Up Front With Martin B. Deutsch



October 1, 1988 -- There’s a new reality today behind the façade of glitz and glitter that Hong Kong shows its visitors and the world. No matter how optimistic the overt speculation about Hong Kong’s future after the takeover or repossession by the People’s Republic of China in 1997, residents of the Crown Colony are deeply concerned. They are more than concerned: those who have the wherewithal and/or opportunity are taking concrete steps to hedge their bets, steps that are having a discernible impact on hotel and other service industries.

The anxiety or uncertainty to which I refer is already acutely demonstrated by the growing exodus of professionals and other middle-class talent to such receptive Commonwealth destinations as Australia and Canada. This outbound migration has a flavor all its own, because many of the emigrants plan to earn their passports in three or five years, then return to Hong Kong to see what transpires in 1997 and beyond.

That’s the scenario for now—and it’s a serious one. These people, most of them Chinese, are fiercely dedicated to Hong Kong and its vivacious lifestyle. The fall-back position they gain from a second passport will allow them the luxury of testing the Chinese presence first-hand, or watching it from afar—then deciding where to settle permanently. My guess is that the sentimental and overwhelming choice would be this tiny, throbbing hangnail sliver of land off mainland China.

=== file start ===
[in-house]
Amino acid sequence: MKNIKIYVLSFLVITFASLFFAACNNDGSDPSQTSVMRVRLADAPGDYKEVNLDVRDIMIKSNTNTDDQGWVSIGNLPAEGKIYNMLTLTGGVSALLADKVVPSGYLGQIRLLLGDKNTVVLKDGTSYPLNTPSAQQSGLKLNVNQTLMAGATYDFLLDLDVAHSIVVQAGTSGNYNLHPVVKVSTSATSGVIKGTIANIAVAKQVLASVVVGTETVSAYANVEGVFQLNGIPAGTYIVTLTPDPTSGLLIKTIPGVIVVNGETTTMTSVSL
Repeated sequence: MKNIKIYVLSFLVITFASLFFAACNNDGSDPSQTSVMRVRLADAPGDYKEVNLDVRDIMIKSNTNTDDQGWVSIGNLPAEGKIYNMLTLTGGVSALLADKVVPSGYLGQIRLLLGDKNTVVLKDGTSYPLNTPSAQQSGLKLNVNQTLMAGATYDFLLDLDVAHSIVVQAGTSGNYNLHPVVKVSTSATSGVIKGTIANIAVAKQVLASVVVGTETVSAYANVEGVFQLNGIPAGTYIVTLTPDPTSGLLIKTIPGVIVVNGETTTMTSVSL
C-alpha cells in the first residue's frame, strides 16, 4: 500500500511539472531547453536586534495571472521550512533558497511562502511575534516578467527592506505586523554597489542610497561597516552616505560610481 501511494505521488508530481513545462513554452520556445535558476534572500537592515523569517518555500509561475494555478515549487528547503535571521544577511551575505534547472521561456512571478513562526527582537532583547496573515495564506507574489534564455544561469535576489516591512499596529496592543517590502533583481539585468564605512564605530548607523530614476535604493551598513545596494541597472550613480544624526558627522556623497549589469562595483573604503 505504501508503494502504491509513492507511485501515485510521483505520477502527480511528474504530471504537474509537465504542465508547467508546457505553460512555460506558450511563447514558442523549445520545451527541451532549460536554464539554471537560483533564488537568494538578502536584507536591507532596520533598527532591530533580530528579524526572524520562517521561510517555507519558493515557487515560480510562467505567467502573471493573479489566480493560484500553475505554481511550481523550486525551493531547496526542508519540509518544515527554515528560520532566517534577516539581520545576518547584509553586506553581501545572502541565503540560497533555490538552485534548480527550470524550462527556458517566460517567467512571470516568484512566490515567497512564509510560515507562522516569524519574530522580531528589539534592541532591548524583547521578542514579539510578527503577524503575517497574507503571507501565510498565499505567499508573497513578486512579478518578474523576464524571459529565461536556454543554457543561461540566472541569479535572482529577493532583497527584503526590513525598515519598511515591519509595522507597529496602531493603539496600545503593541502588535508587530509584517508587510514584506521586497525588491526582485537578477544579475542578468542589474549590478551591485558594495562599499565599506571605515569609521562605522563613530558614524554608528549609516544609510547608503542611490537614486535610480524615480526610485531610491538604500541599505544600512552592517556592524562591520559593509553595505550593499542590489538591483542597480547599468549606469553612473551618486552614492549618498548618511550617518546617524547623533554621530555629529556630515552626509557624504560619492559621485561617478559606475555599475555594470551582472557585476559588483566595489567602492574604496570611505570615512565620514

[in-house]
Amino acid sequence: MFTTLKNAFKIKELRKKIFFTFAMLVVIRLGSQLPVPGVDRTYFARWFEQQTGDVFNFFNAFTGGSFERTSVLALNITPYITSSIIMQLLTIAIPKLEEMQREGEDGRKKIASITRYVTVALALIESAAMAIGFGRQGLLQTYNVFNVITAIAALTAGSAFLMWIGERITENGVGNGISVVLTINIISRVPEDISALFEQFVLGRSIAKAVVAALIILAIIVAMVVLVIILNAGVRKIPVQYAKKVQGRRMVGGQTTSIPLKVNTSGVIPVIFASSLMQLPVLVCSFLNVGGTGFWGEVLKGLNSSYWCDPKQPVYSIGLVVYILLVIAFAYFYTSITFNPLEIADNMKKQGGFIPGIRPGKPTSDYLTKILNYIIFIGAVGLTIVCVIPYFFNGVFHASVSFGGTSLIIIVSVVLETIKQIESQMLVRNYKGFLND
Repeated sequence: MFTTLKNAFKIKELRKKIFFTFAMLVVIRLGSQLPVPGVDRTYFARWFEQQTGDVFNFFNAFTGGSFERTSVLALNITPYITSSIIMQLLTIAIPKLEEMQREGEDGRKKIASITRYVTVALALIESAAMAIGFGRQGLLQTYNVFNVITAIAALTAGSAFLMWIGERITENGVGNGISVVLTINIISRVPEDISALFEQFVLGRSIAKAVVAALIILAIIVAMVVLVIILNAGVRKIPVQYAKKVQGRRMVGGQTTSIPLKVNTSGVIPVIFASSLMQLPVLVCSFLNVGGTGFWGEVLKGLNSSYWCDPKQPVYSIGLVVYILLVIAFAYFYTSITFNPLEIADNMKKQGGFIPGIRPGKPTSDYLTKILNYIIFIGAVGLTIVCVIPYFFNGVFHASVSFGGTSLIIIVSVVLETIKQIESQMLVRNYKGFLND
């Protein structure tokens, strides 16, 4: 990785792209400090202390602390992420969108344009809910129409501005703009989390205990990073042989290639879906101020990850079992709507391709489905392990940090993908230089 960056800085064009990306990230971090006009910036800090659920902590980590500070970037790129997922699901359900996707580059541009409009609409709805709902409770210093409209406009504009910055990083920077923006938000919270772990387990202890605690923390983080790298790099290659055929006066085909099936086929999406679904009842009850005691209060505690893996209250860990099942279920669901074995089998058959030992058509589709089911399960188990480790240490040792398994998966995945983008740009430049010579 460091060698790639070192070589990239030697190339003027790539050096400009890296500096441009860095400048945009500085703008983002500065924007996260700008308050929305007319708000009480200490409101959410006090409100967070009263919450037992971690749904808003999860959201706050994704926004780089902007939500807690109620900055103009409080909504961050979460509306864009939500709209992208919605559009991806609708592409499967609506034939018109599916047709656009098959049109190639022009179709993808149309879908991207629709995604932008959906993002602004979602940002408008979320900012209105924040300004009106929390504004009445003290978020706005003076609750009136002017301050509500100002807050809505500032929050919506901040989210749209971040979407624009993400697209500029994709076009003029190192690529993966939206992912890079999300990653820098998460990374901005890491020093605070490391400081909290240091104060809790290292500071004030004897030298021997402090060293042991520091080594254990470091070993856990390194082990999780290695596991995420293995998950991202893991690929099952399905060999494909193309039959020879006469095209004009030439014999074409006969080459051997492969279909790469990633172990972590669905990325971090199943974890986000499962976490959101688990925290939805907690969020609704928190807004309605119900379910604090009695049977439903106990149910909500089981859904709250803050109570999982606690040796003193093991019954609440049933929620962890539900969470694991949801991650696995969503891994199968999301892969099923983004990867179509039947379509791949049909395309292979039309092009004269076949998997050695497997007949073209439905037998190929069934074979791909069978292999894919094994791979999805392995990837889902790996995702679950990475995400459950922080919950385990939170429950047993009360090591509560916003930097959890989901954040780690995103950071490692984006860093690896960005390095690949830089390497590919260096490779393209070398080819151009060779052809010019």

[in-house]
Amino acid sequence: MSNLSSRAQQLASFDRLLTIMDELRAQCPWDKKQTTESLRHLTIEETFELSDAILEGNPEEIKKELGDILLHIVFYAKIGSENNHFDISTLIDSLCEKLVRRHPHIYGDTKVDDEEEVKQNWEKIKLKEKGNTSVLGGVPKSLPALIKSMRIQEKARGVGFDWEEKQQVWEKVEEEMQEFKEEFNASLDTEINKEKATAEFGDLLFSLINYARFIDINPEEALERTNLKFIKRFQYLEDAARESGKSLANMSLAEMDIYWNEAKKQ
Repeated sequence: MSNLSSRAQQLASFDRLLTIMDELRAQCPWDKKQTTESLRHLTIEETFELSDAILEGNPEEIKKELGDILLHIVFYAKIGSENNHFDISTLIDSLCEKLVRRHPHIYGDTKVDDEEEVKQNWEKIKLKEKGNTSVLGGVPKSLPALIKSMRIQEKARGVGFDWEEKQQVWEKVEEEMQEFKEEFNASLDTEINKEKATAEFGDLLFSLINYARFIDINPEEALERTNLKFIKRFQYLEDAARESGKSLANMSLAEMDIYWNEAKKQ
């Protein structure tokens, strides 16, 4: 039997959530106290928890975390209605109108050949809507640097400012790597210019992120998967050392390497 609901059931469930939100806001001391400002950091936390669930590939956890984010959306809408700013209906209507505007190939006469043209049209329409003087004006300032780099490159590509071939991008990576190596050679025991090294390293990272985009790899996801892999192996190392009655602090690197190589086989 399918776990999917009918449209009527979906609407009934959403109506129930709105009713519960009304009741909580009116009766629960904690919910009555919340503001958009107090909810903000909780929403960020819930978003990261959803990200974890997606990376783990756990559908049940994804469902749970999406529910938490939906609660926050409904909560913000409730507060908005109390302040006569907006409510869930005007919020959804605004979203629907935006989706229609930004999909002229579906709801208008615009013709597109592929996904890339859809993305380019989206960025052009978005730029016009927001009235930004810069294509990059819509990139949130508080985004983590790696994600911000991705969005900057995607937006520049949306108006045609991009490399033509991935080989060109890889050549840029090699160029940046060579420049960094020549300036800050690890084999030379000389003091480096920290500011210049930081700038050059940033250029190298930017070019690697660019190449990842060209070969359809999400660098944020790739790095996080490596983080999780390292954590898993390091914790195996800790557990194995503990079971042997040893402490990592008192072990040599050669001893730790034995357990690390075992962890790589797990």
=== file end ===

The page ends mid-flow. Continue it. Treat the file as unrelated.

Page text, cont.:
The hotels have not been immune, as I mentioned, from the middle-management and executive-level defections. Some of the finest hotels in the world grace this territory and, depending on the source, are each losing from two to four key employees a month. The problem is exacerbated by the fact that some 10,000 hotel rooms are coming on line in the next two years, representing a 55 percent growth over the 18,000 rooms Hong Kong now provides. Among the chains included in this surge of new properties (which is certainly a harbinger of confidence in post-British Hong Kong, at least on the surface) are Hyatt, Marriott, Nikko, Conrad (Hilton), Ramada, and possibly others.

Where will all the new properties find and recruit the necessary skilled help? How will the existing hotels keep staff or replace workers and managers lost to competitors or the exodus?

The general manager at one of the established hotels makes these points: He says the huge investment in renovation, expansion, and new hotels is certainly a positive manifestation vis-à-vis what will or won’t happen in eight years. He says much of the capital for this growth comes from the People’s Republic in conjunction with Hong Kong partners, and that $75-80 million is from U.S. sources. On the other hand, he says, the “Chinese are unpredictable; there are bound to be changes. One can only hope they won’t be too drastic.” He adds that there’s a huge amount of money to be made by the PRC from Hong Kong and “it would be foolish [for them] to upset the applecart.”